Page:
Like the Les Paul Standard, the Les Paul Custom was produced from 1953 to 1960 and replaced with the SG body style at the end of 1960. The original Les Paul and Les Paul Custom were not brought back until 1968. Upon its reintroduction, the Les Paul Custom differed from those of the '50s in number of ways: the headstock was a slightly steeper angle, the control cavity in the body was cut in a different manner, and the neck tennon was longer. Starting in 1969, the Custom also adopted a multi-ply body construction with a Maple top like the Les Standard, where the original Les Paul Custom used an all Mahogany body. Other changes include the introduction of a neck volute and a 'Made in USA' stamp on the back of the headstock.
1969 is a very transitional year for the Custom which accounts for a great deal variation of values within the year. In 1969, there are examples with single-piece bodies instead of the multi-ply body, no neck volute, and no 'made in USA' stamp that fetch substantially higher resale prices than those with these elements.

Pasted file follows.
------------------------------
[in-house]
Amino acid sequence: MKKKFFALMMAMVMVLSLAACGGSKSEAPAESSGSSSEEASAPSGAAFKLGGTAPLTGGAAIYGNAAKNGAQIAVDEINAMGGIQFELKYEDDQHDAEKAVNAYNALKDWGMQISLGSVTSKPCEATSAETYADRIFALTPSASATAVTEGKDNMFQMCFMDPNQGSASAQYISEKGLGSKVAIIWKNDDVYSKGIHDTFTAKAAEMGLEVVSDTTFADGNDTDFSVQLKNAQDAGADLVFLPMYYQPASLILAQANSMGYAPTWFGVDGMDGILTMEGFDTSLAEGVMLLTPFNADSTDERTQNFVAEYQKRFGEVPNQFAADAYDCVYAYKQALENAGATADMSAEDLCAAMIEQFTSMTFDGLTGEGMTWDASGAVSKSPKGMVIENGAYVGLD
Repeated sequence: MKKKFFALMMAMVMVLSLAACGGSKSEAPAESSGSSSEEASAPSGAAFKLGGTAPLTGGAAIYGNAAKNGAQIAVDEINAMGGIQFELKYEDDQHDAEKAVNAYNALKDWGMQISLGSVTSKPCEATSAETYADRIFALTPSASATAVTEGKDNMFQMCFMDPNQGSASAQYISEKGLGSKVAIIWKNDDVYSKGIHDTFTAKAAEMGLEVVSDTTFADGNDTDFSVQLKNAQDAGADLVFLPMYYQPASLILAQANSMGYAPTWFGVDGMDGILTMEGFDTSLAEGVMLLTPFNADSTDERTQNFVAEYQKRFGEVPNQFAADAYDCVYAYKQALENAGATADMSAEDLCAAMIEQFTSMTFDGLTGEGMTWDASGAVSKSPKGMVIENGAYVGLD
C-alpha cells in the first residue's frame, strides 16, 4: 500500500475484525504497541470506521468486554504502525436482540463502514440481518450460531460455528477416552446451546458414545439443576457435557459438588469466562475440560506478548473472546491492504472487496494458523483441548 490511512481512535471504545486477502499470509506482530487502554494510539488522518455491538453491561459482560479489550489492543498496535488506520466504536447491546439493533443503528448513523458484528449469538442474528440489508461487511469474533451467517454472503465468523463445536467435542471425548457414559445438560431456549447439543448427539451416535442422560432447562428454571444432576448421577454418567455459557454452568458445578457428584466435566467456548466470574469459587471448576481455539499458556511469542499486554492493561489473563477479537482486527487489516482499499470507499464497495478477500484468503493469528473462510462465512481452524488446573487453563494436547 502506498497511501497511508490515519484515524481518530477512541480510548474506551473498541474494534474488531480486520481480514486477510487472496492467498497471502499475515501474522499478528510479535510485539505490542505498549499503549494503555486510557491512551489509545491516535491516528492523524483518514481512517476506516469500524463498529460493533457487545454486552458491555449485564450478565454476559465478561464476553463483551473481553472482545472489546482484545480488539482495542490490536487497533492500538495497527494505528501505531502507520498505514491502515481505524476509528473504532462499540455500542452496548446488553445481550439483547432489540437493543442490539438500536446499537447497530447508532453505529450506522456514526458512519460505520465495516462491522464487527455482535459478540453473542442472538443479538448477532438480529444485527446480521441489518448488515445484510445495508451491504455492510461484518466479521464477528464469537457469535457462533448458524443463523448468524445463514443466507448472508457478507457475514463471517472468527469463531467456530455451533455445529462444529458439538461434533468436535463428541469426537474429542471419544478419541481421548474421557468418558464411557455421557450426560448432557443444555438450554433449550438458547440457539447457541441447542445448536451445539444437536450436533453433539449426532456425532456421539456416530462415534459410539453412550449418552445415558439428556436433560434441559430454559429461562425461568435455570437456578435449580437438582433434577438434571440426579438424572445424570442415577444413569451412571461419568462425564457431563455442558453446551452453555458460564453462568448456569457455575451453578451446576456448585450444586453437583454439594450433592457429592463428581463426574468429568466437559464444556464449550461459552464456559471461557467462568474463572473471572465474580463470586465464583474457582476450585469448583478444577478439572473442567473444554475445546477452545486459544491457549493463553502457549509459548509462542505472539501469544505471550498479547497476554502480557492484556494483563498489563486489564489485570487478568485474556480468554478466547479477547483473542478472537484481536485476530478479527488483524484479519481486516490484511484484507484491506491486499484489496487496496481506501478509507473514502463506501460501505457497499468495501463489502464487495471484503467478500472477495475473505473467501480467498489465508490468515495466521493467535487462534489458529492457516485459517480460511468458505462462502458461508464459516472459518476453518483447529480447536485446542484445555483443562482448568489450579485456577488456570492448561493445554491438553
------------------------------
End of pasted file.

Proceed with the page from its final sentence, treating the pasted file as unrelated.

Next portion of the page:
A notable player of the Gibson Custom Black Beauty is John Fogerty. In Creedence Clearwater Revival’s glory days, Fogerty owned two black Les Paul Customs outfitted with Bigsbys. He notably brandished one at 1969’s Woodstock festival. Note that Fogerty always used a Gibson when he played in open D (D-A-D-F#-A-D) tuning – one of the foundations of his swampy sound. Try playing the barre chords to the introduction of “Proud Mary” in that tuning starting on the 10th fret, and you’ll find yourself close to the tone. CCR’s “Bad Moon Rising,” “Midnight Special” and “Fortunate Son” are among the many Creedence songs using the tuning.
Other notable Les Paul Custom Black Beauty players include, Jimmy Page, Carlos Santana, Pete Townshend.